The Centers for Disease Control and Prevention, in a report published Friday, found that Pfizer’s vaccination was 91% effective at protecting adolescents against multisystem inflammatory syndrome, known as MIS-C.
The CDC study looked at 283 hospitalized patients ages 12 to 18 across 24 pediatric hospitals in 20 states from July through December 2021 when delta was the predominant variant. The analysis focused on the 12- to 18-year age group because Pfizer shots weren’t available to younger kids until November.
The CDC noted that vaccine efficacy against MIS-C caused by the omicron variant, which is now dominant in the U.S., could not be determined due to the timing of the study.
MIS-C is a serious condition in which different parts of the body become inflamed, such as the heart, lungs, kidneys, brain, skin, eyes, or gastrointestinal organs. Children usually develop MIS-C two to six weeks after an asymptomatic or mild Covid infection, according to the CDC.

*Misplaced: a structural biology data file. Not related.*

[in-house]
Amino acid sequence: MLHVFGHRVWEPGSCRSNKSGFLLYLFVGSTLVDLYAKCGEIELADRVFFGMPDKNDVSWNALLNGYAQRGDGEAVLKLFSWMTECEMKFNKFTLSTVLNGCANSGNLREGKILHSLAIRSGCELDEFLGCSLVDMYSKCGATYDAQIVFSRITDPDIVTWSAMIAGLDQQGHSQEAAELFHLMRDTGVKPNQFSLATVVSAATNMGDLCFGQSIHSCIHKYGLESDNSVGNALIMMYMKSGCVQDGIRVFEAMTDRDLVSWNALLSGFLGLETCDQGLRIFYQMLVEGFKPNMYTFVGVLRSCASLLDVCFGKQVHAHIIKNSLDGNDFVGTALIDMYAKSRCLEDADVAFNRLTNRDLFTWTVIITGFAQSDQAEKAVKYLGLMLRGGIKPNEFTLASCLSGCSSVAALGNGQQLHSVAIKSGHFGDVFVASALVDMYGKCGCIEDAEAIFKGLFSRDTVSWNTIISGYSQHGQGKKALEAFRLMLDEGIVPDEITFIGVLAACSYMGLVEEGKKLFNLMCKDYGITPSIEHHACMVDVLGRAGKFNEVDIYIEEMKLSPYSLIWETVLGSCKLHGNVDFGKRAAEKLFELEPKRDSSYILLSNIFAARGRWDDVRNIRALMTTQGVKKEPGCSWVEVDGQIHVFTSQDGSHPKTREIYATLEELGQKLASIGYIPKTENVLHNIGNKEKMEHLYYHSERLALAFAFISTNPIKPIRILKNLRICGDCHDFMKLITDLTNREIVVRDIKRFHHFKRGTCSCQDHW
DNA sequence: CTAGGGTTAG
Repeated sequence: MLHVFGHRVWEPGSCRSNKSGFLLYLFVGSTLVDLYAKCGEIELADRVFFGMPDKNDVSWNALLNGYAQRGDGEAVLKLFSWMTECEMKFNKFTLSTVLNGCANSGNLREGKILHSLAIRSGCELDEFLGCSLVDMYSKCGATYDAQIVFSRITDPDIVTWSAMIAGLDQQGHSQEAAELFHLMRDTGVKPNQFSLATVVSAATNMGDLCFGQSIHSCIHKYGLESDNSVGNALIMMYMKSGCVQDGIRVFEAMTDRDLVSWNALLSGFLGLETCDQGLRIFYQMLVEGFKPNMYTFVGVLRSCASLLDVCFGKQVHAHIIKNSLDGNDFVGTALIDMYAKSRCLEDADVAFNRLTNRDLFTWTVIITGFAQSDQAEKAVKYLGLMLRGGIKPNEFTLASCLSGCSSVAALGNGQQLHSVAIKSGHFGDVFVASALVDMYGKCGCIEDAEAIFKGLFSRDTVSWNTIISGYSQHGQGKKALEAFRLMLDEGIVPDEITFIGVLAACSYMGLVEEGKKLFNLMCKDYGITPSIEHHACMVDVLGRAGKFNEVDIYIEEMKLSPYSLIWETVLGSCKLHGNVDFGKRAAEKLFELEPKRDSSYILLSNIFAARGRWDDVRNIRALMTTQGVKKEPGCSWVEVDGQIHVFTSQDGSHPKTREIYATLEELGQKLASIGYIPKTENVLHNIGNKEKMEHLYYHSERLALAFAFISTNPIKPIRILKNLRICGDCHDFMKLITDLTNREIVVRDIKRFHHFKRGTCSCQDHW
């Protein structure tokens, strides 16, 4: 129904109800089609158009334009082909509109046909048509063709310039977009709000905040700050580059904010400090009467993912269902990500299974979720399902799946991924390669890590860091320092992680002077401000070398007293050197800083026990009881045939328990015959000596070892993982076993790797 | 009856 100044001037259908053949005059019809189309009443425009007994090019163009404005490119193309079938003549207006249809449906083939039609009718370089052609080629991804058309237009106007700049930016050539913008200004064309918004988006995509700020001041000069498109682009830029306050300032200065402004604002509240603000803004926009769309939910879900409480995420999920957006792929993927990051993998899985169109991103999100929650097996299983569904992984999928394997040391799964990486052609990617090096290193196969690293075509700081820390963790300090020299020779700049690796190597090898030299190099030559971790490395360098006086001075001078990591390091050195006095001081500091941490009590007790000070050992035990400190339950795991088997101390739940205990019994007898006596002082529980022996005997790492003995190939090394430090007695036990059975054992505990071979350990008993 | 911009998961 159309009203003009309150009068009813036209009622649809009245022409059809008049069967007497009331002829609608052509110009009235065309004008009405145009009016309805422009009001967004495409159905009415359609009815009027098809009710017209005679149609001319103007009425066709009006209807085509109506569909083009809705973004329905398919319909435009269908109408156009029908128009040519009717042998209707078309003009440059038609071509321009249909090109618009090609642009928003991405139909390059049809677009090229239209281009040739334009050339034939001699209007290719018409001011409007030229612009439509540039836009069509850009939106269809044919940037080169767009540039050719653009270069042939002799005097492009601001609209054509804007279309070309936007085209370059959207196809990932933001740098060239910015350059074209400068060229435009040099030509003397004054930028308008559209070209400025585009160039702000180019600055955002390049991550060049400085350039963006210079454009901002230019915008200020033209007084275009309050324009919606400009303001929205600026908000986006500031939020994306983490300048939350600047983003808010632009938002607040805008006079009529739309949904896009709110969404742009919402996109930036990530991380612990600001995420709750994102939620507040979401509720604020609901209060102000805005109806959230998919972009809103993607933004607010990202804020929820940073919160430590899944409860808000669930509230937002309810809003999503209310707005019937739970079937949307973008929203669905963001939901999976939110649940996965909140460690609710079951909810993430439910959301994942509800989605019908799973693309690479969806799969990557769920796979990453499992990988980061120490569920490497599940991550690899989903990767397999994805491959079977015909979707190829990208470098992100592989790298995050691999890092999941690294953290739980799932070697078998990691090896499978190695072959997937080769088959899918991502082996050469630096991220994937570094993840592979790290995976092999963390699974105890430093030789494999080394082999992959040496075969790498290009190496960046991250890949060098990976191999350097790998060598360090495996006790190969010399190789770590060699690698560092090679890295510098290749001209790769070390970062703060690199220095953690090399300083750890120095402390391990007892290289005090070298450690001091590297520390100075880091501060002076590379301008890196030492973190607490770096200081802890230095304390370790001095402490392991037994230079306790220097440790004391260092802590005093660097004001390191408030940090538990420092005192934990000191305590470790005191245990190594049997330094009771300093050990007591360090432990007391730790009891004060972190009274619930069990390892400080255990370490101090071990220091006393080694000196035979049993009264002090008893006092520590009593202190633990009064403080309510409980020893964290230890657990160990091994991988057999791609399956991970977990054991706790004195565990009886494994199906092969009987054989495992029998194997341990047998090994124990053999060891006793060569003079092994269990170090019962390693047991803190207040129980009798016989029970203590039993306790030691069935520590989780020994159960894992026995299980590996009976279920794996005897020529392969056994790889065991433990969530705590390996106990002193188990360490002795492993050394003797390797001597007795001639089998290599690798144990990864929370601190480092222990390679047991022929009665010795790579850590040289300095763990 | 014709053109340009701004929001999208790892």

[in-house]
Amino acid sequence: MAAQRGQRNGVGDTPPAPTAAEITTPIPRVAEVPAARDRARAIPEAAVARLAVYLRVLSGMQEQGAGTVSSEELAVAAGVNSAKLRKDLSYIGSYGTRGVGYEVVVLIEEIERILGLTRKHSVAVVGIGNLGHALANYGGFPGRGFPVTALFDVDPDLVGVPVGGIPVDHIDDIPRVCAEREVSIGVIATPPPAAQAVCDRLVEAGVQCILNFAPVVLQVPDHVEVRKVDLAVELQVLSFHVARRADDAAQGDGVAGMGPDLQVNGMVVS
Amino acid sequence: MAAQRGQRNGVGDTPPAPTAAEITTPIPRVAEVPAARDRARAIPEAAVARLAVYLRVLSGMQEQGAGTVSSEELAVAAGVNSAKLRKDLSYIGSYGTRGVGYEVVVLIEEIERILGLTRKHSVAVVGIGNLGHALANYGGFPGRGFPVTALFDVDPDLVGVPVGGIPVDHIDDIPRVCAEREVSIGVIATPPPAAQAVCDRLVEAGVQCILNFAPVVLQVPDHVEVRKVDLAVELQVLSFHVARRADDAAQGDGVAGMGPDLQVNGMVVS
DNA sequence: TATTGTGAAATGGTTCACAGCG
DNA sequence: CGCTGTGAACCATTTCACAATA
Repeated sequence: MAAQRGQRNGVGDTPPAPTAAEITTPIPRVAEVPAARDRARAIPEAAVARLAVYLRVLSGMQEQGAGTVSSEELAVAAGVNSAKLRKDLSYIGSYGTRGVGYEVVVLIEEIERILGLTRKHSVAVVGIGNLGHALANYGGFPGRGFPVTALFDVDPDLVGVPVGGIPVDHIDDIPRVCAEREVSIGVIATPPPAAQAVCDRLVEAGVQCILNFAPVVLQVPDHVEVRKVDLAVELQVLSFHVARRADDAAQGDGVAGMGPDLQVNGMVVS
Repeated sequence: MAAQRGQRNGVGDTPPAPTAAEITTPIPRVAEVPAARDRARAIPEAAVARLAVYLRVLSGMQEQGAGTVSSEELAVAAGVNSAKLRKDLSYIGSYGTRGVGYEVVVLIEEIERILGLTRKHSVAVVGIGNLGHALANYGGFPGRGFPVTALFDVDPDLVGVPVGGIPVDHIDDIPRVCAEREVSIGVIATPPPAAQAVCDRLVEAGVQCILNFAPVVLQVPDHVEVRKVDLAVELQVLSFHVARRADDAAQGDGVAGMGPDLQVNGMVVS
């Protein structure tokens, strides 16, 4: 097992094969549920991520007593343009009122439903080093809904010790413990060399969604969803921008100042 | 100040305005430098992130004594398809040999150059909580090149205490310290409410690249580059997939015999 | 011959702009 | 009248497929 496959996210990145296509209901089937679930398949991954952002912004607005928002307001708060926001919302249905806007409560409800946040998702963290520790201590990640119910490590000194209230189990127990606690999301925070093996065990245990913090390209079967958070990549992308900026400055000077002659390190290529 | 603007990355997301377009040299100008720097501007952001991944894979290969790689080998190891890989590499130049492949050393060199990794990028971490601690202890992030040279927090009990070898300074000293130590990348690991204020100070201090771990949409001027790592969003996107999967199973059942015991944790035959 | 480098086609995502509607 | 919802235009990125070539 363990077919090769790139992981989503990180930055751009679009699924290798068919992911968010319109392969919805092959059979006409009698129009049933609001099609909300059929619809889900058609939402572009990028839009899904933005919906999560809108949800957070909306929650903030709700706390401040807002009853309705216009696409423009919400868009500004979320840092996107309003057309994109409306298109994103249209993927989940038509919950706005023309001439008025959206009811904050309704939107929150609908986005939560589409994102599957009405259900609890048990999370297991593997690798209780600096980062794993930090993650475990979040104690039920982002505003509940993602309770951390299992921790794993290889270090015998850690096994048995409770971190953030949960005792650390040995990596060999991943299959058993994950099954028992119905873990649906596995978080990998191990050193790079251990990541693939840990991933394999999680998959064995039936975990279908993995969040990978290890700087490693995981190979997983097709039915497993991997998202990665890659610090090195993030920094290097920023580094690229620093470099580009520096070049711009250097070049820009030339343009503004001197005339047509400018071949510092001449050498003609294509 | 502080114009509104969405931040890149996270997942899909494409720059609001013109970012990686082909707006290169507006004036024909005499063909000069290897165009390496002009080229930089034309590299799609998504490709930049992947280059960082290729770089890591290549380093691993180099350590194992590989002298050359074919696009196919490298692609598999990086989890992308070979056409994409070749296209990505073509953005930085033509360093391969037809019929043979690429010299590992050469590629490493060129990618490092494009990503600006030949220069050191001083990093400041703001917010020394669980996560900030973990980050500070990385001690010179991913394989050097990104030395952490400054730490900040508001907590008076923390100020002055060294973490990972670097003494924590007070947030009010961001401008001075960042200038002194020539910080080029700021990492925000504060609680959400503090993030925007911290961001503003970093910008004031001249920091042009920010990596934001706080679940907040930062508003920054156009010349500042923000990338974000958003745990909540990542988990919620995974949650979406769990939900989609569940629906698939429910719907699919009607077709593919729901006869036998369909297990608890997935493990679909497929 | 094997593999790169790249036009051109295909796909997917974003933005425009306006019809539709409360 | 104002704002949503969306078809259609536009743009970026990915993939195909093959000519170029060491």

More than 6,000 children have developed MIS-C since May 2020 and 55 have died, according to CDC data. The majority of MIS-C patients are Hispanic or Black, most are boys and half are between 5 and 13 years old. Of the known MIS-C cases, 98% tested positive for Covid while the other 2% had exposure to the virus, according to the CDC.
The CDC study compared 102 hospitalized MIS-C patients with 181 patients who either tested negative for Covid or did not have symptoms. The overwhelming majority of MIS-C patients, 95%, were unvaccinated. None of the five fully vaccinated MIS-C patients required life support, while 39% of unvaccinated MIS-C patients did need life support.
“This analysis lends supportive evidence that vaccination of children and adolescents is highly protective against MIS-C and COVID-19 and underscores the importance of vaccination of all eligible children,” the CDC concluded in its Morbidity and Mortality Weekly Report.
Children ages 5 and up are eligible to receive the two-dose Pfizer vaccine. Adolescents ages 12 and up are eligible for Pfizer booster shots at least five months after their second dose.